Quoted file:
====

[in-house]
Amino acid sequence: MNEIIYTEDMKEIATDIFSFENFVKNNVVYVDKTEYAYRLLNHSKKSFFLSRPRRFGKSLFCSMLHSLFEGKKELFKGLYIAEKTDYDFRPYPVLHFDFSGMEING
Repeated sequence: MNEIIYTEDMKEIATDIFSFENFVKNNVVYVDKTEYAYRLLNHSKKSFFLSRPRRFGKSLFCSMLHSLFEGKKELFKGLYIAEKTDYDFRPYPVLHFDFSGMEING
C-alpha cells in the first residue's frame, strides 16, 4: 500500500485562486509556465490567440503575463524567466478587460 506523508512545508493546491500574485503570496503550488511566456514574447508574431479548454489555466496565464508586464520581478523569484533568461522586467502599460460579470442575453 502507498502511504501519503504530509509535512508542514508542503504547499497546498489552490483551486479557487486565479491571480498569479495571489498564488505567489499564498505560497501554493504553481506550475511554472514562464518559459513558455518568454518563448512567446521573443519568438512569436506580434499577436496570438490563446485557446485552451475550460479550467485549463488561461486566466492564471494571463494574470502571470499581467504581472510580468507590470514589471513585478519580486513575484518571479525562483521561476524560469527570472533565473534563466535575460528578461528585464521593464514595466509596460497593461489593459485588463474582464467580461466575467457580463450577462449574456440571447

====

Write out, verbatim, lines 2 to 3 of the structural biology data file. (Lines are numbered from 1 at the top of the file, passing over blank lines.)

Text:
Amino acid sequence: MNEIIYTEDMKEIATDIFSFENFVKNNVVYVDKTEYAYRLLNHSKKSFFLSRPRRFGKSLFCSMLHSLFEGKKELFKGLYIAEKTDYDFRPYPVLHFDFSGMEING
Repeated sequence: MNEIIYTEDMKEIATDIFSFENFVKNNVVYVDKTEYAYRLLNHSKKSFFLSRPRRFGKSLFCSMLHSLFEGKKELFKGLYIAEKTDYDFRPYPVLHFDFSGMEING